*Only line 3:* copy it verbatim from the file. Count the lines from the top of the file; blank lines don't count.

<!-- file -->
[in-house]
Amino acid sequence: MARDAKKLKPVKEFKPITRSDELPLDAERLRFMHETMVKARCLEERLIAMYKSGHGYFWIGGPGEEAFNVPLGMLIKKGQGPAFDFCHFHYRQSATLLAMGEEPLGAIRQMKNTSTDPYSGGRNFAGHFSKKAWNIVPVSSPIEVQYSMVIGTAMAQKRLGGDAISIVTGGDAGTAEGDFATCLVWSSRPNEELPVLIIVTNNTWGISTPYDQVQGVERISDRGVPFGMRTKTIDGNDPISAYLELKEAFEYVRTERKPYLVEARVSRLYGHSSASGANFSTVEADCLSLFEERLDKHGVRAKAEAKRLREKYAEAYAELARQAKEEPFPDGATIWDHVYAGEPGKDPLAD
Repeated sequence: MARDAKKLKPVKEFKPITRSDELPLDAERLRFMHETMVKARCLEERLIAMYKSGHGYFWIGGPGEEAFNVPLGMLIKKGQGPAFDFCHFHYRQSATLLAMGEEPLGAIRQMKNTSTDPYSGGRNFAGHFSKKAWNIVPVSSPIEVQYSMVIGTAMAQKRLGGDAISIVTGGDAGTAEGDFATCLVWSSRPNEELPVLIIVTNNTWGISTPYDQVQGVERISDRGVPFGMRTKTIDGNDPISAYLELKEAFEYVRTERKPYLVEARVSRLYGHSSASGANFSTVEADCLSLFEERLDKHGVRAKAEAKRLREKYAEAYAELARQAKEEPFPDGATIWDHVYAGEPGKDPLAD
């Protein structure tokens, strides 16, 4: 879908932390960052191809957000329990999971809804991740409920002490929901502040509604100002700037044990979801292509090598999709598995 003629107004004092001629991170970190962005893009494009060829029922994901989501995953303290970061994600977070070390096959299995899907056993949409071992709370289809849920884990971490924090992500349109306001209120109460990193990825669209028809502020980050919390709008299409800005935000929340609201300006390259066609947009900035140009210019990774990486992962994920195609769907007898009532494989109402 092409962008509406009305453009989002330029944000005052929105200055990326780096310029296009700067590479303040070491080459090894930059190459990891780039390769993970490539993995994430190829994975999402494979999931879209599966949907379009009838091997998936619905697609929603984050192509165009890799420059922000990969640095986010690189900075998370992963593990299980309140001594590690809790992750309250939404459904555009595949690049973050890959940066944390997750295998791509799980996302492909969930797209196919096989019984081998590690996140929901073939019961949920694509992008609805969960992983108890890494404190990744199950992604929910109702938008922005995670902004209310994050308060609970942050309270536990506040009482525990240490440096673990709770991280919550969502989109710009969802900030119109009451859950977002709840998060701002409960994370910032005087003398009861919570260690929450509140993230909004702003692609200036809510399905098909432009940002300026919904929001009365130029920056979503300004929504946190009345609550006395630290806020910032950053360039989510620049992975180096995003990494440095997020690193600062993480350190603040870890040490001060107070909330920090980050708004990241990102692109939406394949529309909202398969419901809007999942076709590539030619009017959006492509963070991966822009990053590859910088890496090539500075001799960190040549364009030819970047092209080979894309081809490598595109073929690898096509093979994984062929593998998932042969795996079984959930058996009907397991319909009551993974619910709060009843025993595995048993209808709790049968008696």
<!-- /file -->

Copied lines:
Repeated sequence: MARDAKKLKPVKEFKPITRSDELPLDAERLRFMHETMVKARCLEERLIAMYKSGHGYFWIGGPGEEAFNVPLGMLIKKGQGPAFDFCHFHYRQSATLLAMGEEPLGAIRQMKNTSTDPYSGGRNFAGHFSKKAWNIVPVSSPIEVQYSMVIGTAMAQKRLGGDAISIVTGGDAGTAEGDFATCLVWSSRPNEELPVLIIVTNNTWGISTPYDQVQGVERISDRGVPFGMRTKTIDGNDPISAYLELKEAFEYVRTERKPYLVEARVSRLYGHSSASGANFSTVEADCLSLFEERLDKHGVRAKAEAKRLREKYAEAYAELARQAKEEPFPDGATIWDHVYAGEPGKDPLAD